Duane Morris LLP

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Duane Morris LLP

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Articles by Duane Morris LLP

 

Since 2006, California law has required all employers of 50 or more who conduct business in the state to provide at least two hours of interactive training and education regarding sexual harassment to all supervisory employees. That training is required at least once every two years and must be conducted by qualified trainers, defined by law and including attorneys who meet specific criteria. New supervisors and new hires in supervisory positions have to be trained within six months of assuming a supervisory position. The content of that training is specified by law.

News Updates
December 26, 2014

A recent California Supreme Court decision significantly impacts pay practices for commissioned sales employees. On July 14, 2014, the state Supreme Court ruled in Peabody v. Time Warner Cable Inc. that an employer may not attribute commission wages paid in one pay period to other pay periods in order to meet minimum wage requirements. This decision affects California employees who have been classified as exempt from overtime wages because their earnings exceed one and one-half times the minimum wage and whose commissions account for more than one-half of their compensation.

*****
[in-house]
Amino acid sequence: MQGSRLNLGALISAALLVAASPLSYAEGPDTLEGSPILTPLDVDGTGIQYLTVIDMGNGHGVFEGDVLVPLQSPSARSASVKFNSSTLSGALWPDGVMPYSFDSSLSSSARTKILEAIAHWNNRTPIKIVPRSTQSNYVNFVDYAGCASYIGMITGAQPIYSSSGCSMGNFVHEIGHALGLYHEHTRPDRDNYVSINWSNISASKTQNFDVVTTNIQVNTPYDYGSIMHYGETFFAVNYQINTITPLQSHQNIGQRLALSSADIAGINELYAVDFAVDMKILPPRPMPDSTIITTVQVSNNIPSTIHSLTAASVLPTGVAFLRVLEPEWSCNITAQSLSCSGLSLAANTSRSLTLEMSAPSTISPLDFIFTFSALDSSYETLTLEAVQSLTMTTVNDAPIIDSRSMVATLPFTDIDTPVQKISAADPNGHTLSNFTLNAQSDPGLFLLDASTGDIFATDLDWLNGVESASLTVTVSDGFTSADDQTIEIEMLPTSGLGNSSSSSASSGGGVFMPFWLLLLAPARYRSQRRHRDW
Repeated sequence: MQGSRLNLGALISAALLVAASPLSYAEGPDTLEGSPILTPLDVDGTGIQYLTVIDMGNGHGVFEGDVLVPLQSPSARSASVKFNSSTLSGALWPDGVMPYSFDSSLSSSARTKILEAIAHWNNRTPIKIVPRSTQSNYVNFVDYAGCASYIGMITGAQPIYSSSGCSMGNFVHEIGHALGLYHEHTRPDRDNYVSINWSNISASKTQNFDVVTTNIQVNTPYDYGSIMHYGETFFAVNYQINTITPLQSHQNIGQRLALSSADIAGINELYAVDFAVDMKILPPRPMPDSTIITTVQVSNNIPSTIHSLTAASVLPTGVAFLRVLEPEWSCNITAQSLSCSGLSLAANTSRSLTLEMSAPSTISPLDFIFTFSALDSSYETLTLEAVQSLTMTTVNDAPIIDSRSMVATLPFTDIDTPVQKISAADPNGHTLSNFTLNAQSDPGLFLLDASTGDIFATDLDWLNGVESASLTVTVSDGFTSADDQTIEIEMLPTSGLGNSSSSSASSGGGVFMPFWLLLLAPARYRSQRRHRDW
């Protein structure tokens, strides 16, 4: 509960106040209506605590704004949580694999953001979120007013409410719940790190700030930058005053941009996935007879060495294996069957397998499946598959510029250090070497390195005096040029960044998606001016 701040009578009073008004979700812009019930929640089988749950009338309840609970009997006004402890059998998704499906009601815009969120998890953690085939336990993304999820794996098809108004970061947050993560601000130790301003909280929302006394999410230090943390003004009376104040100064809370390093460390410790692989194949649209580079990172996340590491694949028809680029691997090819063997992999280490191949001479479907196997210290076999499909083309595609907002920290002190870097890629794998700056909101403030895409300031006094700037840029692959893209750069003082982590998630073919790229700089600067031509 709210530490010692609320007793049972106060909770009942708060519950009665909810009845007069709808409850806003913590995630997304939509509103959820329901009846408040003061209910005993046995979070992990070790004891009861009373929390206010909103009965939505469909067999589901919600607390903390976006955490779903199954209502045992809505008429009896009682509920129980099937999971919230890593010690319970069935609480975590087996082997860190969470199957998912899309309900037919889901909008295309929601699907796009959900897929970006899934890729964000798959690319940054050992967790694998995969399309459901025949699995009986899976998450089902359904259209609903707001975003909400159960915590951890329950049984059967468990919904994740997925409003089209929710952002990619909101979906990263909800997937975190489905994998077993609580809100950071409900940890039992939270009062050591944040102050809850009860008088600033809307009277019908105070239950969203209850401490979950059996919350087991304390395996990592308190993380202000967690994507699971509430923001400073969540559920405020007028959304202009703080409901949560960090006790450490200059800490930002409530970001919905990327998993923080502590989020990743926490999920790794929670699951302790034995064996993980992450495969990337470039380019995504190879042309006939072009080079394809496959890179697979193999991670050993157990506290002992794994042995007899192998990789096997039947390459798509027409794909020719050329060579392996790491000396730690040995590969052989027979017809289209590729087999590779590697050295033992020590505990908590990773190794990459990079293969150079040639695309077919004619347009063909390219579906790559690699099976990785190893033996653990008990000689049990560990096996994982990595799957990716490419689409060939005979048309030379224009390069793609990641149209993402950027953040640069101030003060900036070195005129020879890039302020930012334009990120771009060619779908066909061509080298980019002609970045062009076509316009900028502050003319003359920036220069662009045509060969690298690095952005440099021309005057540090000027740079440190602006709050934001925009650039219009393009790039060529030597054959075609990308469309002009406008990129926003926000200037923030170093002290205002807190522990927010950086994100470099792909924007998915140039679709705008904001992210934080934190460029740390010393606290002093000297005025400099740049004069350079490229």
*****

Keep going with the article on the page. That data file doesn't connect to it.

News Updates
August 22, 2014
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Many employers ask job applicants to check a "box" on a job application to disclose criminal history information. As of Aug. 13, 2014, San Francisco will "ban the box" for private and public employers. The city's board of supervisors earlier this year passed the Fair Chance Ordinance (FCO), which prohibits employers from inquiring into an applicant's criminal history in an employment application. Employers are also required to consider specific factors when assessing a candidate's criminal history and before taking action based on an applicant's criminal history.

News Updates
August 15, 2014
Updated 10/31/2012
 
In the wake of Hurricane Sandy and the devastation it brought, the following is an all-too timely reminder of pay and benefits issues that HR managers should bear in mind.
 
Although it is practically impossible to be fully prepared for any natural disaster, it is important for employers to be aware of employment laws that may be implicated in such situations.
 
News Updates
November 7, 2012